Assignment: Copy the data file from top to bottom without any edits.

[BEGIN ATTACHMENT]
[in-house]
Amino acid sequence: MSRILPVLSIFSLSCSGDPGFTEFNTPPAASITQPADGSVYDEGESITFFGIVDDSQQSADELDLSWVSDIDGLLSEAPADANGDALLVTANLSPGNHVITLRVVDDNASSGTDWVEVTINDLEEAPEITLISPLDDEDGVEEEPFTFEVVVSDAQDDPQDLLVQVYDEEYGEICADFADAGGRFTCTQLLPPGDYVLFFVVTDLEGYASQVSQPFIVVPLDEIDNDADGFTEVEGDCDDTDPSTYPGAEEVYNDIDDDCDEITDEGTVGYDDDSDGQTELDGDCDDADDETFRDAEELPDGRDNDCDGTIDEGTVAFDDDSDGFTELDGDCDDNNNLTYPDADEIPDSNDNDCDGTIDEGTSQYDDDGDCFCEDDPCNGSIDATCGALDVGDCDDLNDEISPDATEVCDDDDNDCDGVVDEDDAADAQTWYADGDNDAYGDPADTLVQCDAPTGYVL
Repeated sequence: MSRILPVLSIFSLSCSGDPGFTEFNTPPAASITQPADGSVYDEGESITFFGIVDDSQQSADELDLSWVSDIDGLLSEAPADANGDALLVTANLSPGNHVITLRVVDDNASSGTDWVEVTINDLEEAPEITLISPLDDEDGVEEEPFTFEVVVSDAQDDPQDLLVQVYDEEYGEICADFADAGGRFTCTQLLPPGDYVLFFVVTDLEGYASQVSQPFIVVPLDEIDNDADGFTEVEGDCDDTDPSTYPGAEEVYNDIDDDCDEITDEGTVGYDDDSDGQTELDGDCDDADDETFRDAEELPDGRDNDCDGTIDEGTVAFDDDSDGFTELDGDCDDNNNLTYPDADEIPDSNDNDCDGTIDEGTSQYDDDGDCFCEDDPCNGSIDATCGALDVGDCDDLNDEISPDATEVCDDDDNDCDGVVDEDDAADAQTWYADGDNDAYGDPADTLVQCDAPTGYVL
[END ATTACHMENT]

[in-house]
Amino acid sequence: MSRILPVLSIFSLSCSGDPGFTEFNTPPAASITQPADGSVYDEGESITFFGIVDDSQQSADELDLSWVSDIDGLLSEAPADANGDALLVTANLSPGNHVITLRVVDDNASSGTDWVEVTINDLEEAPEITLISPLDDEDGVEEEPFTFEVVVSDAQDDPQDLLVQVYDEEYGEICADFADAGGRFTCTQLLPPGDYVLFFVVTDLEGYASQVSQPFIVVPLDEIDNDADGFTEVEGDCDDTDPSTYPGAEEVYNDIDDDCDEITDEGTVGYDDDSDGQTELDGDCDDADDETFRDAEELPDGRDNDCDGTIDEGTVAFDDDSDGFTELDGDCDDNNNLTYPDADEIPDSNDNDCDGTIDEGTSQYDDDGDCFCEDDPCNGSIDATCGALDVGDCDDLNDEISPDATEVCDDDDNDCDGVVDEDDAADAQTWYADGDNDAYGDPADTLVQCDAPTGYVL
Repeated sequence: MSRILPVLSIFSLSCSGDPGFTEFNTPPAASITQPADGSVYDEGESITFFGIVDDSQQSADELDLSWVSDIDGLLSEAPADANGDALLVTANLSPGNHVITLRVVDDNASSGTDWVEVTINDLEEAPEITLISPLDDEDGVEEEPFTFEVVVSDAQDDPQDLLVQVYDEEYGEICADFADAGGRFTCTQLLPPGDYVLFFVVTDLEGYASQVSQPFIVVPLDEIDNDADGFTEVEGDCDDTDPSTYPGAEEVYNDIDDDCDEITDEGTVGYDDDSDGQTELDGDCDDADDETFRDAEELPDGRDNDCDGTIDEGTVAFDDDSDGFTELDGDCDDNNNLTYPDADEIPDSNDNDCDGTIDEGTSQYDDDGDCFCEDDPCNGSIDATCGALDVGDCDDLNDEISPDATEVCDDDDNDCDGVVDEDDAADAQTWYADGDNDAYGDPADTLVQCDAPTGYVL